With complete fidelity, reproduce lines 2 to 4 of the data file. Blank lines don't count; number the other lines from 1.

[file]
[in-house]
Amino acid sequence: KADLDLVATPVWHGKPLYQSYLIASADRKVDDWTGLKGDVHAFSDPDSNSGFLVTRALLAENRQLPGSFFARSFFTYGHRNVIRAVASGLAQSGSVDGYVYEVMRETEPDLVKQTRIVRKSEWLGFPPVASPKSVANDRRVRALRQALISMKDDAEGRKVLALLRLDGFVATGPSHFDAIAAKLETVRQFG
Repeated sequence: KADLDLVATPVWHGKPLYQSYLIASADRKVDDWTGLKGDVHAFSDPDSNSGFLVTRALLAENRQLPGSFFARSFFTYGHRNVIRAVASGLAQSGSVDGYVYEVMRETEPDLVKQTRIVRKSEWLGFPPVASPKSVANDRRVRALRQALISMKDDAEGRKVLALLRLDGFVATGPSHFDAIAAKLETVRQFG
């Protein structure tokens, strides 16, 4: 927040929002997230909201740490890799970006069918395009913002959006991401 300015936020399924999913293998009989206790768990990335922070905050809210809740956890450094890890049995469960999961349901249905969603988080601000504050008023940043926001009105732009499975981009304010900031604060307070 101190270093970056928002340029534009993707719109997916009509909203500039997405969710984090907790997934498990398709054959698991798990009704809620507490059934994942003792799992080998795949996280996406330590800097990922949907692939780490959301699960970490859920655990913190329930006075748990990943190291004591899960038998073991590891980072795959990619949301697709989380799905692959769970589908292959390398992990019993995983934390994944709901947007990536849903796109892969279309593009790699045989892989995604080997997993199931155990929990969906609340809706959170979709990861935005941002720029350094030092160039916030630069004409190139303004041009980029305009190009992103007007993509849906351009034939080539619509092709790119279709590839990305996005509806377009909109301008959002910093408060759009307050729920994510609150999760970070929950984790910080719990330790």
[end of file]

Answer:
Amino acid sequence: KADLDLVATPVWHGKPLYQSYLIASADRKVDDWTGLKGDVHAFSDPDSNSGFLVTRALLAENRQLPGSFFARSFFTYGHRNVIRAVASGLAQSGSVDGYVYEVMRETEPDLVKQTRIVRKSEWLGFPPVASPKSVANDRRVRALRQALISMKDDAEGRKVLALLRLDGFVATGPSHFDAIAAKLETVRQFG
Repeated sequence: KADLDLVATPVWHGKPLYQSYLIASADRKVDDWTGLKGDVHAFSDPDSNSGFLVTRALLAENRQLPGSFFARSFFTYGHRNVIRAVASGLAQSGSVDGYVYEVMRETEPDLVKQTRIVRKSEWLGFPPVASPKSVANDRRVRALRQALISMKDDAEGRKVLALLRLDGFVATGPSHFDAIAAKLETVRQFG
């Protein structure tokens, strides 16, 4: 927040929002997230909201740490890799970006069918395009913002959006991401 300015936020399924999913293998009989206790768990990335922070905050809210809740956890450094890890049995469960999961349901249905969603988080601000504050008023940043926001009105732009499975981009304010900031604060307070 101190270093970056928002340029534009993707719109997916009509909203500039997405969710984090907790997934498990398709054959698991798990009704809620507490059934994942003792799992080998795949996280996406330590800097990922949907692939780490959301699960970490859920655990913190329930006075748990990943190291004591899960038998073991590891980072795959990619949301697709989380799905692959769970589908292959390398992990019993995983934390994944709901947007990536849903796109892969279309593009790699045989892989995604080997997993199931155990929990969906609340809706959170979709990861935005941002720029350094030092160039916030630069004409190139303004041009980029305009190009992103007007993509849906351009034939080539619509092709790119279709590839990305996005509806377009909109301008959002910093408060759009307050729920994510609150999760970070929950984790910080719990330790």